The Python Graph Gallery


Hundreds of python charts, displayed with their reproducible code snippets.

By Yan Holtz, Founder

Data journalism is a field closely related with data science. To write an article, data journalists have to follow the traditional steps of any data driven project. These include exploratory and explanatory analysis, and data visualization is a key step in both.

During exploratory analysis, journalists must be able to quickly understand their data through simple graphics, going quickly from one chart to another to answer their questions. Once interesting results are discovered, data visualization is often used to showcase these results. But for a story to be eye-catching and easy to understand, the journalist will often spend  a lot of time customizing the graphic. .

Python is probably the most widely used programming language for data science and offers great possibilities when it comes to representing your data graphically. However, the huge number of tools and the potential complexity of the documentation makes it difficult to build a desired chart.

The Python Graph Gallery is a website that displays hundreds of graphics made with python, always providing a reproducible code snippet. Whatever the chart you want to make, you will probably find an example close to it in the gallery.

400 graphics and 40 sections

The gallery currently provides about 400 distinct charts organized in 40 sections. Each section is represented by a logo made by designer Conor Healy. The color depends of the topic of the graphic: distribution, correlation, part of a whole, maps, flow, evolution, and more. This classification is inspired from the graphic continuum and should allow you to quickly find the chart you need.

Image: The gallery is organized in 40 chart types.

Of course, most common plot types like barplot, scatterplot, boxplot or histograms are present. But some less common data visualization types are present as well, like lollipop plot, bubble plot, 2D density plot or wordclouds.

From easy to tricky

Once you enter a chart section, several examples are displayed, from the easiest to the hardest. Usually, the first example describes how the input dataset must be formatted, and how to make the graphic using the default parameters. Explanations are provided, code is shortened to its strict minimum, and commented line by line, making it easy to understand how the function works. Here is an overview of the most simple density plot you can do:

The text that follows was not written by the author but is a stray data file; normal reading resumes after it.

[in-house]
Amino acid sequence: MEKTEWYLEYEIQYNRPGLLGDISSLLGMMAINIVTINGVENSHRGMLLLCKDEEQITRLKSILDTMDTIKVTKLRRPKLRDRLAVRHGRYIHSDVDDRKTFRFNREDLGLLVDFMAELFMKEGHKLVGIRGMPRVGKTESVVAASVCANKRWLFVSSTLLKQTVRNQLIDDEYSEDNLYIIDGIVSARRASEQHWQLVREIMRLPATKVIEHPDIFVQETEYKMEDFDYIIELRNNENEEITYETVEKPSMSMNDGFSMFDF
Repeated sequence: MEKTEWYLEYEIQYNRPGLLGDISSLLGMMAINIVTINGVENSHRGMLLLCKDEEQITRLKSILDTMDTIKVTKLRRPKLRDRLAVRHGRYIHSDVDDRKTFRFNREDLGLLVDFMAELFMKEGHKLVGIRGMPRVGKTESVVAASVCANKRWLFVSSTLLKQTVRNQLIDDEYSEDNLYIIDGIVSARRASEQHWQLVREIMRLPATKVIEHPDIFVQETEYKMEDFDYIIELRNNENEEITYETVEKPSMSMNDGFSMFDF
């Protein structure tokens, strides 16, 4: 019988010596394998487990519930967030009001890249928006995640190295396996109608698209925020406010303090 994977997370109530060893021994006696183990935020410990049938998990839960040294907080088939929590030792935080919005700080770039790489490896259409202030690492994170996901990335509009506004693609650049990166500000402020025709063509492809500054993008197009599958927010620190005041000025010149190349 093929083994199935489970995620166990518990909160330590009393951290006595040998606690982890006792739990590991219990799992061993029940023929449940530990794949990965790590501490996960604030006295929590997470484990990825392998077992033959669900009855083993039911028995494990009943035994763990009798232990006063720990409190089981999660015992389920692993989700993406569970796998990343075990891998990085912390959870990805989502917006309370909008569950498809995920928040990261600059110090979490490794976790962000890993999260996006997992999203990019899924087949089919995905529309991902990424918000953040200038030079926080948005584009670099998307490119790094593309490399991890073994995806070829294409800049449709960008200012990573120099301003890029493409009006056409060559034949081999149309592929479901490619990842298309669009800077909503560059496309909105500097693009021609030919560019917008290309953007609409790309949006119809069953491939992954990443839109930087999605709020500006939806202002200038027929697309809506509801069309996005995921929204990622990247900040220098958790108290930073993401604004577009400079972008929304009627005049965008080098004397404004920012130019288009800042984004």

Image: Overview of the 'basic density plot' page.

Progressively, examples lead you from a very basic version to highly customized charts. Each example aims to explain one particular tip, like customizing colours, flipping axes, adding several groups and so on. At the end of the section, you will find some ‘real life examples’ combining all these tips to get a nice customized figure.

Image:L‚Äčlollipop plot with 2 groups (chart #184).

A focus on Matplotlib and Seaborn

A bunch of libraries exist when it comes to making charts with python. I decided to rely mainly on Matplotlib and Seaborn, these are currently the main two tools used. Almost every type of chart is feasible with them. When it is not, I used other libraries like folium for maps or networkX for networks.

Note that both Matplotlib and Seaborn have a dedicated page showing tips generic to every type of chart, like customizing axes and titles, calling different themes, and controlling colours. These pages can be useful to quickly source the every-day code snippets that we tend to forget.

Code: Here.


The Python Graph Gallery displays hundreds of graphics and can hopefully help you to quickly realize the chart you need, for both exploratory and explanatory analysis. In this sense, it mainly aims to help users on a technical point of view.

However, the goal is also to increase the knowledge of users in the field of data visualization:

  • by visiting the website, you may discover new type of dataviz options that could fit your data
  • each section is introduced by a short description explaining when the chart type is advised
  • A bad chart section is sometimes included at the bottom of a section, warning you about the common mistakes made on this type of chart

The gallery is a project developed by Yan Holtz during his nights and holidays. Thus, please be indulgent concerning bugs, imprecisions and English language mistakes. Any bug or feedback is strongly welcome at .(JavaScript must be enabled to view this email address) or via twitter: @R_Graph_Gallery. Last but not least, note that the Python graph gallery has a twin sister: the R Graph Gallery.

About the author

Yan Holtz is a passionate data analyst and bioinformatician currently working for the Queensland Brain Institute of Brisbane.  He has a special attraction for data visualization which lead him to build the R and the Python graph galleries. Website here.

Explore the Python Graph Gallery here.